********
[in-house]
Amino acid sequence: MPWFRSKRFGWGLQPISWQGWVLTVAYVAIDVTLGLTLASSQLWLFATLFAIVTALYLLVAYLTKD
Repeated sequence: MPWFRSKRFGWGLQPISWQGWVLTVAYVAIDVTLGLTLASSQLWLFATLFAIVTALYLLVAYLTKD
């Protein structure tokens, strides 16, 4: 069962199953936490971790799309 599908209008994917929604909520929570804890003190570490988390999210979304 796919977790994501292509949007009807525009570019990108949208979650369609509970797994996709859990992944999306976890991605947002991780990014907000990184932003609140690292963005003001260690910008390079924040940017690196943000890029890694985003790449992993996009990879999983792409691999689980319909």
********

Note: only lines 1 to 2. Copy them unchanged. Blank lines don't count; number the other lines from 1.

[in-house]
Amino acid sequence: MPWFRSKRFGWGLQPISWQGWVLTVAYVAIDVTLGLTLASSQLWLFATLFAIVTALYLLVAYLTKD